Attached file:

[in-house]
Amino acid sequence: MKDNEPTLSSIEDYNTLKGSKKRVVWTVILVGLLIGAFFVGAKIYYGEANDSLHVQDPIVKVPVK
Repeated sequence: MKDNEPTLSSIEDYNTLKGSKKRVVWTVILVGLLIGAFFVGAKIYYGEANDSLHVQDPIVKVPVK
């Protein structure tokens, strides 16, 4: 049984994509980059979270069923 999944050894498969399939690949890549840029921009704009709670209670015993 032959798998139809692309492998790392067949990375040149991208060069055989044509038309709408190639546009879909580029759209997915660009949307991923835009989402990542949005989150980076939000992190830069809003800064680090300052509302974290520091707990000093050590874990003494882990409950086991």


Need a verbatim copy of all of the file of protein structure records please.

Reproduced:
[in-house]
Amino acid sequence: MKDNEPTLSSIEDYNTLKGSKKRVVWTVILVGLLIGAFFVGAKIYYGEANDSLHVQDPIVKVPVK
Repeated sequence: MKDNEPTLSSIEDYNTLKGSKKRVVWTVILVGLLIGAFFVGAKIYYGEANDSLHVQDPIVKVPVK
């Protein structure tokens, strides 16, 4: 049984994509980059979270069923 999944050894498969399939690949890549840029921009704009709670209670015993 032959798998139809692309492998790392067949990375040149991208060069055989044509038309709408190639546009879909580029759209997915660009949307991923835009989402990542949005989150980076939000992190830069809003800064680090300052509302974290520091707990000093050590874990003494882990409950086991």